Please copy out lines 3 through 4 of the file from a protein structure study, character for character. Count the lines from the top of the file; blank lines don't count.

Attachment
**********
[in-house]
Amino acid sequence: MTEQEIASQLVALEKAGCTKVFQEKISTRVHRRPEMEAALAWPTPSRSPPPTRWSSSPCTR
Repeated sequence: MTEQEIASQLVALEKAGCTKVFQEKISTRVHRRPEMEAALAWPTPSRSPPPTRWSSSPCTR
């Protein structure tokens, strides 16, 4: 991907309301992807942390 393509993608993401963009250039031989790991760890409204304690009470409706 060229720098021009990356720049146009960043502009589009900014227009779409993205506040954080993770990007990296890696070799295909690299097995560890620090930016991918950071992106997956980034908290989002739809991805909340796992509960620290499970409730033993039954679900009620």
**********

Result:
Repeated sequence: MTEQEIASQLVALEKAGCTKVFQEKISTRVHRRPEMEAALAWPTPSRSPPPTRWSSSPCTR
């Protein structure tokens, strides 16, 4: 991907309301992807942390 393509993608993401963009250039031989790991760890409204304690009470409706 060229720098021009990356720049146009960043502009589009900014227009779409993205506040954080993770990007990296890696070799295909690299097995560890620090930016991918950071992106997956980034908290989002739809991805909340796992509960620290499970409730033993039954679900009620």